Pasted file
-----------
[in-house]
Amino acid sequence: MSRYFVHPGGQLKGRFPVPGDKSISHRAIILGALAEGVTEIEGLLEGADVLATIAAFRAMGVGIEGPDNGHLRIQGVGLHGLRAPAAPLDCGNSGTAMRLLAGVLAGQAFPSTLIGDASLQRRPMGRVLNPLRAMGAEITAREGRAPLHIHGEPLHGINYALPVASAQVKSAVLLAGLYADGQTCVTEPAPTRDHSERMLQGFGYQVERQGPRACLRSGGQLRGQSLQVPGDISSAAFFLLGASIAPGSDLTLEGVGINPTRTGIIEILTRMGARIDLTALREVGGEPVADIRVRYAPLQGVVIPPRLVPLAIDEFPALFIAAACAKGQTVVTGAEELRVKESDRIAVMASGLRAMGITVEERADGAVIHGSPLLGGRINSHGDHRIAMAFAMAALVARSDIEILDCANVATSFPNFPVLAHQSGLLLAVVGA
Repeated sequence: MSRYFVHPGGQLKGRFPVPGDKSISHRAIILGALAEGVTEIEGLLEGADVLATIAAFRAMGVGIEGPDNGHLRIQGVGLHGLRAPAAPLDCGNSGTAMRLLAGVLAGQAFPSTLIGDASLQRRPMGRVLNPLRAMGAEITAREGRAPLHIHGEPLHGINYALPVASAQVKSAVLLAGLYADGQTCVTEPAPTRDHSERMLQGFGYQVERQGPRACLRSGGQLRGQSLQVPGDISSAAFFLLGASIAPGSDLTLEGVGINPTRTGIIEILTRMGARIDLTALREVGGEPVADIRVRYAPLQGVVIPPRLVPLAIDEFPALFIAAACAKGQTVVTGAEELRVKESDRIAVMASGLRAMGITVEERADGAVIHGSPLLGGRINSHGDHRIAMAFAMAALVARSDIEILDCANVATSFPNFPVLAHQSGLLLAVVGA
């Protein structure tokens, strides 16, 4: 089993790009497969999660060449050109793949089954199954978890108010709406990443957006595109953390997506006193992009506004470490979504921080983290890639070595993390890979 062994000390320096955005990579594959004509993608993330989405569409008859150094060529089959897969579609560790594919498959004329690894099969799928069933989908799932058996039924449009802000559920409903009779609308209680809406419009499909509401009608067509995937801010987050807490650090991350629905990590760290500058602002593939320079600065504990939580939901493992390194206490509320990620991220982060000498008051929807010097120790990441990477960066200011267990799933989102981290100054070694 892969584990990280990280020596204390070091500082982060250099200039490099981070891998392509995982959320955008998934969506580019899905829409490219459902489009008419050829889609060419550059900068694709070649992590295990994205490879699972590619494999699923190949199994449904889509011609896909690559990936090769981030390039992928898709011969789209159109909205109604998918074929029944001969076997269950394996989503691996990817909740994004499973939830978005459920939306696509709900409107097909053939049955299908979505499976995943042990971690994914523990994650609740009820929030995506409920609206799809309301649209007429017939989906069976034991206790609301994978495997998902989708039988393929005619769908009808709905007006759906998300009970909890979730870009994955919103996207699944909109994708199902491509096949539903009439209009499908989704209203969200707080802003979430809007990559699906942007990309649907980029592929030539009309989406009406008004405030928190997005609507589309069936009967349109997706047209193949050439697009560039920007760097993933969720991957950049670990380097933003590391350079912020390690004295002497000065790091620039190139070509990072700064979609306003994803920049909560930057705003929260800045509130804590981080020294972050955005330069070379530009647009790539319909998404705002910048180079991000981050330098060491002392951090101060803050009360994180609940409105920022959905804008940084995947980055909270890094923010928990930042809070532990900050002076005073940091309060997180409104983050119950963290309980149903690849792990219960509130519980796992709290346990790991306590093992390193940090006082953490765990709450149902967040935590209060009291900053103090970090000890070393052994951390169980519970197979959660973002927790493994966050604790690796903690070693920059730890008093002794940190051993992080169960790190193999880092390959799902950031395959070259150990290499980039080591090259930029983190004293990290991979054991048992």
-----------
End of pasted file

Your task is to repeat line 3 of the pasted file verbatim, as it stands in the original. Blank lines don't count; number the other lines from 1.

Repeated sequence: MSRYFVHPGGQLKGRFPVPGDKSISHRAIILGALAEGVTEIEGLLEGADVLATIAAFRAMGVGIEGPDNGHLRIQGVGLHGLRAPAAPLDCGNSGTAMRLLAGVLAGQAFPSTLIGDASLQRRPMGRVLNPLRAMGAEITAREGRAPLHIHGEPLHGINYALPVASAQVKSAVLLAGLYADGQTCVTEPAPTRDHSERMLQGFGYQVERQGPRACLRSGGQLRGQSLQVPGDISSAAFFLLGASIAPGSDLTLEGVGINPTRTGIIEILTRMGARIDLTALREVGGEPVADIRVRYAPLQGVVIPPRLVPLAIDEFPALFIAAACAKGQTVVTGAEELRVKESDRIAVMASGLRAMGITVEERADGAVIHGSPLLGGRINSHGDHRIAMAFAMAALVARSDIEILDCANVATSFPNFPVLAHQSGLLLAVVGA